The lack of strict regulations and quality control of hemp and cannabidiol (CBD) products is notorious at this point. Various studies by independent labs have shed light on jarring discrepancies between advertised contents on products’ labels and their actual contents.
Besides the obvious issue of fairness and not getting what you pay for, this is a major problem on two other fronts: dosing and health. If a product’s advertised CBD levels are incorrect, so will be the dosing. Consumer health, on the other hand, is endangered by contaminants that are often found at alarmingly high levels.
Both these issues apply in full force to pets, which is why a group of scientists decided to do a random Google search, pick out 30 products for dogs (soft chew, dry powder, oil, and capsule), and see if the equally unregulated veterinary hemp supplement niche has also been inundated by low-quality, unsafe, and blatantly phony products.
The short answer is yes, even though the study’s findings weren’t as scandalous as some of the studies on hemp products for humans.
The good news is, all products had less than 0.3% THC, which might be even more important to veterinary products, as intoxication can be more unpredictable in pets.
However, out of 30 products, two products contained no CBD or other cannabinoids whatsoever, which clearly speaks to a premeditated ploy (one of these two products contained only hemp seed oil, which is why it was excluded from the sample).
Nine of the 29 products’ contents were over 110% of the contents declared on the label, and 10 products were under 90% of the label claim, while only 10 were within the 90-110% range that is considered acceptable.
“Reasons for low-THC Cannabis sativa discrepancies involve many factors such as poor formulation, degradation of cannabinoids and bioconversion over time, or inappropriate laboratory analysis.”
The researchers do note that they didn’t test multiple batches of a single product, which has been known to cause fluctuations in results, in part due to some products’ lack of homogeneity and in part to differences between testing methods. This only emphasizes the need for uniform, strict, and consistent regulations.
Interestingly, the cost per milligram of cannabinoid covered a ten-fold range depending on product. The researchers also noted several companies’ certificates of analysis were for raw plant materials rather than final product.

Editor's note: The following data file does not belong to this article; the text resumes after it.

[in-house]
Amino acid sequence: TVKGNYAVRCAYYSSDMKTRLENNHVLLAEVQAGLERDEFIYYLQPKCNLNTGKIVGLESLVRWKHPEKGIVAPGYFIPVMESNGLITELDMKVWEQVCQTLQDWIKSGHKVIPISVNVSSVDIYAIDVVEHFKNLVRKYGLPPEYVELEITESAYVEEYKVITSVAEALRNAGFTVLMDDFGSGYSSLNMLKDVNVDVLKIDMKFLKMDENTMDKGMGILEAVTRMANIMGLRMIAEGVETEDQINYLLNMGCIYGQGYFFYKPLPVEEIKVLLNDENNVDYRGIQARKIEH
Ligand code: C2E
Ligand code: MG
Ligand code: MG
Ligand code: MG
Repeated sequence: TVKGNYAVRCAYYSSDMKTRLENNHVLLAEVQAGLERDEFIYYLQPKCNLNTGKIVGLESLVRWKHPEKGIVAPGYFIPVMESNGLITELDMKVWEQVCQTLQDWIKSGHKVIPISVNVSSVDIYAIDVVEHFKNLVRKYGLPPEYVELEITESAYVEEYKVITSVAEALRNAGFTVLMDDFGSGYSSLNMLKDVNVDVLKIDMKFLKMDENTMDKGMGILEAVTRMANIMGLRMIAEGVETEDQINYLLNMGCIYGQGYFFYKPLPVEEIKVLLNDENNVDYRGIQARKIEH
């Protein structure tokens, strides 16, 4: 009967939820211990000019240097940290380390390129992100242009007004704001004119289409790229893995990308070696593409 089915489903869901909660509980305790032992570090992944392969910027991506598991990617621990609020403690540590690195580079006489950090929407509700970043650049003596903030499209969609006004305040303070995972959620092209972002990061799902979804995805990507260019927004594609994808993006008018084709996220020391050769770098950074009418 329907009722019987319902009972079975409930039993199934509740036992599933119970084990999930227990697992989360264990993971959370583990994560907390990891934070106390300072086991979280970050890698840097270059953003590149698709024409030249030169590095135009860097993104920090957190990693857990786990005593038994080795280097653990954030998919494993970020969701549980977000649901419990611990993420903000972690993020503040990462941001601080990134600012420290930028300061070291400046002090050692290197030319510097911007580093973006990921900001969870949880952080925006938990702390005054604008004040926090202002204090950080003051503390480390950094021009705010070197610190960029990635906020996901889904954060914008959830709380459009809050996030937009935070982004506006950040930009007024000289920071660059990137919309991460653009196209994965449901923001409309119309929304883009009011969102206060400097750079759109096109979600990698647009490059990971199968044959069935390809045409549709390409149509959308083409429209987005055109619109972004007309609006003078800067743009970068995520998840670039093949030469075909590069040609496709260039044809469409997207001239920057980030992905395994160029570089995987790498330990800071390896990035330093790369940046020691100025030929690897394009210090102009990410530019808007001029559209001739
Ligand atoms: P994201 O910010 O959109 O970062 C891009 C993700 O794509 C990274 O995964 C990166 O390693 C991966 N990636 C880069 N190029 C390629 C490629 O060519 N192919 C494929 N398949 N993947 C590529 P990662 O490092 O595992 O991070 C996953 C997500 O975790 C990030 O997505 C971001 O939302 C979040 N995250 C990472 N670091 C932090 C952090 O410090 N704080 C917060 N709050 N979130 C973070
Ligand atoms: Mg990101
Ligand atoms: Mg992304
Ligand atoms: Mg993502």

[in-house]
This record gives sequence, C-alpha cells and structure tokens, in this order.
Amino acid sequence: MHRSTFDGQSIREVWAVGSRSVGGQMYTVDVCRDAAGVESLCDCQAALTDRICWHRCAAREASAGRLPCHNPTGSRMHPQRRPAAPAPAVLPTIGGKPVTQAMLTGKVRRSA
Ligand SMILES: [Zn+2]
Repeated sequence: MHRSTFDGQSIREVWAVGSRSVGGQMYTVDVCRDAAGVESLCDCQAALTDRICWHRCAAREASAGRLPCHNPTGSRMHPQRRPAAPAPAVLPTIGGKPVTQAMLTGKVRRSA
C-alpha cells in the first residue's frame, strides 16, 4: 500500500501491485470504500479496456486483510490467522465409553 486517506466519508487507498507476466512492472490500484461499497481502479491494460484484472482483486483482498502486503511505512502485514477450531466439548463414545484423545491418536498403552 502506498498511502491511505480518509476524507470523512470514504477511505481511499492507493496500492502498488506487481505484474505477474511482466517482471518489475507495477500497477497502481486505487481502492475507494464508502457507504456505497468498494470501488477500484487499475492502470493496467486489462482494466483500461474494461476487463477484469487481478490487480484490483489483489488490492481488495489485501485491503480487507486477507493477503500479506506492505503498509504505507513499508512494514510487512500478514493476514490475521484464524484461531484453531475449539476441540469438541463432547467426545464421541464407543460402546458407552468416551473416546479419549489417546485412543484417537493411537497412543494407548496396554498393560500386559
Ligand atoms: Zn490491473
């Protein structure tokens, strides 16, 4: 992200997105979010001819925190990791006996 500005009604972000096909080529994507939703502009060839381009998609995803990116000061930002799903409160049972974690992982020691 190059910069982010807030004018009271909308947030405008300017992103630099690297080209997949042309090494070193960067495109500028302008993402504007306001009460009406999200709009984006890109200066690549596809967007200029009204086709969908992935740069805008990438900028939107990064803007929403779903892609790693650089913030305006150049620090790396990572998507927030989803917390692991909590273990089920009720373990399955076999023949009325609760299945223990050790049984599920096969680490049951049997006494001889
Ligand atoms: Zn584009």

In terms of contaminants, the analysis for four common heavy metals (cadmium, arsenic, lead, mercury) revealed contamination in four out of the 29 products, with two of them having higher levels of arsenic and lead than the regulatory limits established by the Massachusetts Department of Public Health for cannabis products.
Another interesting detail that the scientists stumbled upon was the “abnormally high total terpene concentrations in some products” indicating “spiking.” While generally speaking, the more terpenes, the better, these unusually high levels could be a ploy “to enhance the aroma, thereby misleading the consumer into thinking that the product was highly enriched with cannabinoids, despite phytocannabinoids having no scent or flavor.”
The key word here is “could” though, as the reason could also be the entourage effect and its medicinal benefits. Conversely, just as there are effective dose response curves for cannabinoids, more terpenes may not mean that a product is more effective. There’s likely an upper limit on the concentrations of terpenes that should be added to a given product.
Nevertheless, in a legitimate industry, as we all want the CBD field to become, there shouldn’t even be such questions with two diametrically opposite potential answers in the first place. There should be transparency and trust instead of doubt. There should be regulation.
Image Credits: geralt / Pixabay
- Wakshlag JJ, et al. Cannabinoid, terpene, and heavy metal analysis of 29 over-the-counter commercial veterinary hemp supplements. Veterinary Medicine: Research and Reports. 2020;11:45-55. Times Cited = 6 (Semantic Scholar)